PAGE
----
To fund the shortfall in taxes the BC government raided the reserves of the Insurance Corporation of BC and BC Hydro, which operate at arms length from the government so that their debt does not appear on the government’s balance sheet, and then used these funds to declare a surplus going into the election.

    Surprise surprise, the Insurance Corporation of BC raised insurance rates 12% over 1 year. Luckily for us it is a monopoly. It is illegal in BC to buy your mandatory basic vehicle insurance from any other insurance company.

  55. Does anyone really believe that the carbon tax was (is for those trying to get one) anything but a new source of revenue for the government to dole out? And how can redistribution of this tax money be revenue neutral since there will be a lot of “friction” from the redistributors?

  56. Canadians don’t like to think for themselves. Too much work. Thus they rely on their governments, the CBC and David Suzuki to tell them what to believe and do. I’m ashamed to be Canadian sometimes. The people up here are very gullible and easily duped.

  57. Many collective approaches can be taken down this way, but it’s a rhetorical argument that entirely misses the point. If every country had waited for other countries to reduce CFCs before doing anything, nothing would have happened.

  58. For those who want to explore the funding of the greens in British Columbia…

    http://fairquestions.typepad.com/rethink_campaigns/

    There are hotbeds of academia’s mercenaries to the green lobby too, providing the perfect cover, going to local governments, invited by the token green on council and spewing their misinformation in front of local politicians who do not know better.

  59. Thank you again for a good post.

    So how much will the actions of our northern cousins affect the world temperature?

    Well, especially when you consider the volumes of coal and oil that they export, and the likely increases in those exports.

  60. I see almost no commentary here reflecting awareness of the political context in BC.

    The BC Liberals are not aligned with the federal Liberals. The BC Liberals are a ruthlessly practical right/center power alliance born out of deep fear of NDP (left) rule. BC Liberals have been free to dominate for over a decade following a string of scandals during the last NDP rule in the 1990s. Without a viable alternative to replace the BC Liberals, they’ve been free to do whatever they want with the exception of the last few years when they’ve had to adjust their ways under increasing public pressure. If there’s a lesson here for any democracy, it’s that you need to maintain at least 2 viable alternatives to avoid being the subject of a dictatorship.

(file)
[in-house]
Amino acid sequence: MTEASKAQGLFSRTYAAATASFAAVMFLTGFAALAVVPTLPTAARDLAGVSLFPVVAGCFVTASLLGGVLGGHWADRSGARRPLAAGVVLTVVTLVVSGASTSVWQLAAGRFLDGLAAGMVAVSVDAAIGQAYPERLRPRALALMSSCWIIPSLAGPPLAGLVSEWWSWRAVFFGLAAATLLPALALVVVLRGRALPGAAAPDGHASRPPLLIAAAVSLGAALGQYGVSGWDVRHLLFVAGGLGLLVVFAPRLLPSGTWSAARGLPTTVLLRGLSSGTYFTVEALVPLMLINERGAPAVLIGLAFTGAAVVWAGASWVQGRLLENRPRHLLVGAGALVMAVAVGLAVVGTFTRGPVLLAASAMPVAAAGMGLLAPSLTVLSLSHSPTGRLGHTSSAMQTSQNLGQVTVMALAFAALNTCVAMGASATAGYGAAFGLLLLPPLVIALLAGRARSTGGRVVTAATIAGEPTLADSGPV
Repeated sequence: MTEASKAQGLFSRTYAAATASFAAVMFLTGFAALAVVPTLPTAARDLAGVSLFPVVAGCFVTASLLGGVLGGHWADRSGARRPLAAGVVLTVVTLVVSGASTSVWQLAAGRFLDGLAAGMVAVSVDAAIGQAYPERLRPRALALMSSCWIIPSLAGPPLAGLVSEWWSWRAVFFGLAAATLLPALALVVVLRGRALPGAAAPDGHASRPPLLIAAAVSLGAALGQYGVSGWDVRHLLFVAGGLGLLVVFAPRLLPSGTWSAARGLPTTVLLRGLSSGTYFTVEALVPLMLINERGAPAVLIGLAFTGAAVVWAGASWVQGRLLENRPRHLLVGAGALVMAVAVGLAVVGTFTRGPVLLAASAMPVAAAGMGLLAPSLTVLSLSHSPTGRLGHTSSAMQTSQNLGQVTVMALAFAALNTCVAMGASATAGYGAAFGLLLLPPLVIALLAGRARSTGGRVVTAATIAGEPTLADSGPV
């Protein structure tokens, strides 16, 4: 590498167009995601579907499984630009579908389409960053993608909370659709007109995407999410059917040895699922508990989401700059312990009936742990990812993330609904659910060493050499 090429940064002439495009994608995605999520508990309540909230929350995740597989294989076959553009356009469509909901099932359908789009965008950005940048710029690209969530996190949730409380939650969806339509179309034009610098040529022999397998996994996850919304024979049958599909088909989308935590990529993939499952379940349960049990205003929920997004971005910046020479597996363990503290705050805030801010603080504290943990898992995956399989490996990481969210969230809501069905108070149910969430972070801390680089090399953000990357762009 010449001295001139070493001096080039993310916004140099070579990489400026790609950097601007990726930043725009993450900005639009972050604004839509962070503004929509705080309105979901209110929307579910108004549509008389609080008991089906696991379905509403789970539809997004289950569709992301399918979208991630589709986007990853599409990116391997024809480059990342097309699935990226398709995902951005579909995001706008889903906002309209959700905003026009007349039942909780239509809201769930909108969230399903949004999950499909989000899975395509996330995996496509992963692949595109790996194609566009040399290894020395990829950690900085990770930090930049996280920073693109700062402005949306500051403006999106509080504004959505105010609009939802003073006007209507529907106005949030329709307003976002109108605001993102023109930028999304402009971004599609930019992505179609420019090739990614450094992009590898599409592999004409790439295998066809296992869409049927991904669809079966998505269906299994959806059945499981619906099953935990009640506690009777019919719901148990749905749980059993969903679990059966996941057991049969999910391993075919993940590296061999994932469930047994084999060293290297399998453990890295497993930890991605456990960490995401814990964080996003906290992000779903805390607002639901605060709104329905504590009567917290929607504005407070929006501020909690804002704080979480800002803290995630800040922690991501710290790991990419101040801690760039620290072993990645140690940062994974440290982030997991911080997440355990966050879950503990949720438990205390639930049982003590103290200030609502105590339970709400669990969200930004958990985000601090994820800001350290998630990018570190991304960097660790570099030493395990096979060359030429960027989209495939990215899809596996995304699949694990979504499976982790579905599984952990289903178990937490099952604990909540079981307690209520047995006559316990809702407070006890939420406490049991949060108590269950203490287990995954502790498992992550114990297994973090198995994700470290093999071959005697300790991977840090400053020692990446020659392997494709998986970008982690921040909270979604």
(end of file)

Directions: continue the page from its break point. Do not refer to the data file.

In summary, the political context in BC can be described with one word: paralysis.

  61. Thomas says (July 12, 2013 at 2:14 am): “Willis, why not go one step further and make a graph of what how much the global temperature would change if one individual stopped using fossil fuels?”

    Why not go one step “back” and see what happens if all of Western Europe, North America, and Australia stop using fossil fuels? Bear in mind, of course, that the rest of the world (e.g. China, India, Russia, etc.) isn’t stupid enough to follow, and so will burn most of the fossil fuels the “virtuous” countries forego, fuels that become cheaper as demand decreases.

    As I say at the dinner table when a finicky kid declines a particular dish, “Great, that leaves more for the rest of us!” :-)

  62. Gary, you give a good description of the prisoner´s dilemma. Does it pay to be cooperative when you don’t know if the other guy is just going to take advantage of you? One solution if international treaties forcing everyone to cooperate. We’ve been trying for some decades but some keep sabotaging the efforts. Or you could appeal to moral, that doing the right thing is always worthwhile even if others don’t. A world where people try to be better than their neighbors is preferable to one where you have a race to the bottom.